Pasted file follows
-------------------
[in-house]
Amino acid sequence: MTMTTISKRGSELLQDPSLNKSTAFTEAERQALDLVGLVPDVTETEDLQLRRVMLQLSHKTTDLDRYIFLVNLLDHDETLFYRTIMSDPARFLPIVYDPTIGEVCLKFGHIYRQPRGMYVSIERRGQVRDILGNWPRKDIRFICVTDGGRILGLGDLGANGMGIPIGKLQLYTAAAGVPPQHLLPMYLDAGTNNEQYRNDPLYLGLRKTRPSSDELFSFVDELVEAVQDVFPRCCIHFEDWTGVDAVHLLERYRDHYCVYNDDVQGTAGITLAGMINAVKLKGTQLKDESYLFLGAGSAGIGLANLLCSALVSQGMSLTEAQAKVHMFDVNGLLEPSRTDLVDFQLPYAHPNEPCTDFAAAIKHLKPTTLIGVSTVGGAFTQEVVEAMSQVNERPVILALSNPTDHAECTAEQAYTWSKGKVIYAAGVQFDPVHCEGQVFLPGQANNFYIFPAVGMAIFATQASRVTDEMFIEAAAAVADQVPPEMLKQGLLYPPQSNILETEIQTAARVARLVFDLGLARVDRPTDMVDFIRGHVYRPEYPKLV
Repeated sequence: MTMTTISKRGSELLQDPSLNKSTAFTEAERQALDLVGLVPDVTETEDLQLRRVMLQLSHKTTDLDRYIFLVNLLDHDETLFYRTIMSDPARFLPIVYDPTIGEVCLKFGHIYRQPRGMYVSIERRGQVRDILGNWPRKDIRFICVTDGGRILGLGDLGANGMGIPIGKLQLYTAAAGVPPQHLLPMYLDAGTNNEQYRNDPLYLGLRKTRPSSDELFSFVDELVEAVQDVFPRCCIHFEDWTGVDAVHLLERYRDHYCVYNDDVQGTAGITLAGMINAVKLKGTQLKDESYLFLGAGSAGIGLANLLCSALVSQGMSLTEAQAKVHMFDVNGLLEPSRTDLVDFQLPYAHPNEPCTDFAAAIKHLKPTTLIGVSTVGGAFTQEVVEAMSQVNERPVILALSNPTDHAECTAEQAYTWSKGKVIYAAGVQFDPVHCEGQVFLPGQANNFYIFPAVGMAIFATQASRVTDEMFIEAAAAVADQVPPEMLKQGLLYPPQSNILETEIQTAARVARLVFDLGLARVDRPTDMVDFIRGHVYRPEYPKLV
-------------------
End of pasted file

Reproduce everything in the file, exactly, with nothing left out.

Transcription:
[in-house]
Amino acid sequence: MTMTTISKRGSELLQDPSLNKSTAFTEAERQALDLVGLVPDVTETEDLQLRRVMLQLSHKTTDLDRYIFLVNLLDHDETLFYRTIMSDPARFLPIVYDPTIGEVCLKFGHIYRQPRGMYVSIERRGQVRDILGNWPRKDIRFICVTDGGRILGLGDLGANGMGIPIGKLQLYTAAAGVPPQHLLPMYLDAGTNNEQYRNDPLYLGLRKTRPSSDELFSFVDELVEAVQDVFPRCCIHFEDWTGVDAVHLLERYRDHYCVYNDDVQGTAGITLAGMINAVKLKGTQLKDESYLFLGAGSAGIGLANLLCSALVSQGMSLTEAQAKVHMFDVNGLLEPSRTDLVDFQLPYAHPNEPCTDFAAAIKHLKPTTLIGVSTVGGAFTQEVVEAMSQVNERPVILALSNPTDHAECTAEQAYTWSKGKVIYAAGVQFDPVHCEGQVFLPGQANNFYIFPAVGMAIFATQASRVTDEMFIEAAAAVADQVPPEMLKQGLLYPPQSNILETEIQTAARVARLVFDLGLARVDRPTDMVDFIRGHVYRPEYPKLV
Repeated sequence: MTMTTISKRGSELLQDPSLNKSTAFTEAERQALDLVGLVPDVTETEDLQLRRVMLQLSHKTTDLDRYIFLVNLLDHDETLFYRTIMSDPARFLPIVYDPTIGEVCLKFGHIYRQPRGMYVSIERRGQVRDILGNWPRKDIRFICVTDGGRILGLGDLGANGMGIPIGKLQLYTAAAGVPPQHLLPMYLDAGTNNEQYRNDPLYLGLRKTRPSSDELFSFVDELVEAVQDVFPRCCIHFEDWTGVDAVHLLERYRDHYCVYNDDVQGTAGITLAGMINAVKLKGTQLKDESYLFLGAGSAGIGLANLLCSALVSQGMSLTEAQAKVHMFDVNGLLEPSRTDLVDFQLPYAHPNEPCTDFAAAIKHLKPTTLIGVSTVGGAFTQEVVEAMSQVNERPVILALSNPTDHAECTAEQAYTWSKGKVIYAAGVQFDPVHCEGQVFLPGQANNFYIFPAVGMAIFATQASRVTDEMFIEAAAAVADQVPPEMLKQGLLYPPQSNILETEIQTAARVARLVFDLGLARVDRPTDMVDFIRGHVYRPEYPKLV